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Neuroimage Clin. 2013 Dec 7;4:174-81. doi: 10.1016/j.nicl.2013.11.011. eCollection 2014.

Altered intrahemispheric structural connectivity in Gilles de la Tourette syndrome.

Author information

1
Department of Neurology, University Medical Center Hamburg-Eppendorf, Martinistraße 52, 20246 Hamburg, Germany.
2
Department of Neurology, University Medical Center Hamburg-Eppendorf, Martinistraße 52, 20246 Hamburg, Germany ; Sobell Department of Motor Neuroscience and Movement Disorders, UCL Institute of Neurology, Queen Square, London WC1N 3BG, UK ; Department of Pediatric and Adult Movement Disorders and Neuropsychiatry, Institute of Neurogenetics, University of Lübeck, Ratzeburger Allee 160, Lübeck, Germany.
3
Institute for Computational Neuroscience, University Medical Center Hamburg-Eppendorf, Martinistraße 52, 20246 Hamburg, Germany.
4
Institute of Clinical Neuroscience and Medical Psychology, Heinrich-Heine-University, Medical Faculty, Moorenstraße 5, 40225 Düsseldorf, Germany.
5
Clinic of Psychiatry, Socialpsychiatry and Psychotherapy, Hannover Medical School, Carl-Neuberg-Straße 1, 30625 Hannover, Germany.
6
Institute of Clinical Neuroscience and Medical Psychology, Heinrich-Heine-University, Medical Faculty, Moorenstraße 5, 40225 Düsseldorf, Germany ; Movement Disorders and Neuromodulation Unit, Department of Neurology, Düsseldorf University Hospital, Moorenstraße 5, 40225 Düsseldorf, Germany.
7
Department of Pediatric and Adult Movement Disorders and Neuropsychiatry, Institute of Neurogenetics, University of Lübeck, Ratzeburger Allee 160, Lübeck, Germany.

Abstract

Gilles de la Tourette syndrome (GTS) is a common developmental neuropsychiatric disorder characterized by tics and frequent psychiatric comorbidities, often causing significant disability. Tic generation has been linked to disturbed networks of brain areas involved in planning, controlling and execution of actions, particularly structural and functional disorders in the striatum and cortico-striato-thalamo-cortical loops. We therefore applied structural diffusion tensor imaging (DTI) to characterize changes in intrahemispheric white matter connectivity in cortico-subcortical circuits engaged in motor control in 15 GTS patients without psychiatric comorbidities. White matter connectivity was analyzed by probabilistic fiber tractography between 12 predefined cortical and subcortical regions of interest. Connectivity values were combined with measures of clinical severity rated by the Yale Global Tic Severity Scale (YGTSS). GTS patients showed widespread structural connectivity deficits. Lower connectivity values were found specifically in tracts connecting the supplementary motor areas (SMA) with basal ganglia (pre-SMA-putamen, SMA-putamen) and in frontal cortico-cortical circuits. There was an overall trend towards negative correlations between structural connectivity in these tracts and YGTSS scores. Structural connectivity of frontal brain networks involved in planning, controlling and executing actions is reduced in adult GTS patients which is associated with tic severity. These findings are in line with the concept of GTS as a neurodevelopmental disorder of brain immaturity.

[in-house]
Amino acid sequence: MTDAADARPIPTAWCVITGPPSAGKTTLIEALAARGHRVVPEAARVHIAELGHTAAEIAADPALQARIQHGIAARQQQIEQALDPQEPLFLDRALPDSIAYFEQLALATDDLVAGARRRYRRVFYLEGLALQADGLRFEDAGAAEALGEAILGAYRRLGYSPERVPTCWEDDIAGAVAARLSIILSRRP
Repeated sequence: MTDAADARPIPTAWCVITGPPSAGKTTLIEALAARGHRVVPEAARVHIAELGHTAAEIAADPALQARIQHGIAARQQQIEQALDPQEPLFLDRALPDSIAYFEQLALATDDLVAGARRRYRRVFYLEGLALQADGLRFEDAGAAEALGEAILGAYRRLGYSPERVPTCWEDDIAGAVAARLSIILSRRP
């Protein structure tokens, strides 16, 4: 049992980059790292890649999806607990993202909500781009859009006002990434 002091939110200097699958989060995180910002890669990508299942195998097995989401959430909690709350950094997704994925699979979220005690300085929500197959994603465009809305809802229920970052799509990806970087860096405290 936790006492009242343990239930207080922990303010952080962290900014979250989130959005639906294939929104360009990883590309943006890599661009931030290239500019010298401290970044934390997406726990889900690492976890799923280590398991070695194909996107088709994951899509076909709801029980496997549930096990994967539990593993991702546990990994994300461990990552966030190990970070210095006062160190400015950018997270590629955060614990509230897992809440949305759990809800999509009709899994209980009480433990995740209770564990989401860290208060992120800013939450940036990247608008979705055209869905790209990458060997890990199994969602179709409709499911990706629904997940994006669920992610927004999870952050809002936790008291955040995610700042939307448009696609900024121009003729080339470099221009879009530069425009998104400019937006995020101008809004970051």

KEYWORDS:

Diffusion tensor imaging; MRI white matter imaging; Movement disorder

PMID:
24371800
PMCID:
PMC3872720
DOI:
10.1016/j.nicl.2013.11.011
[Indexed for MEDLINE]
Free PMC Article

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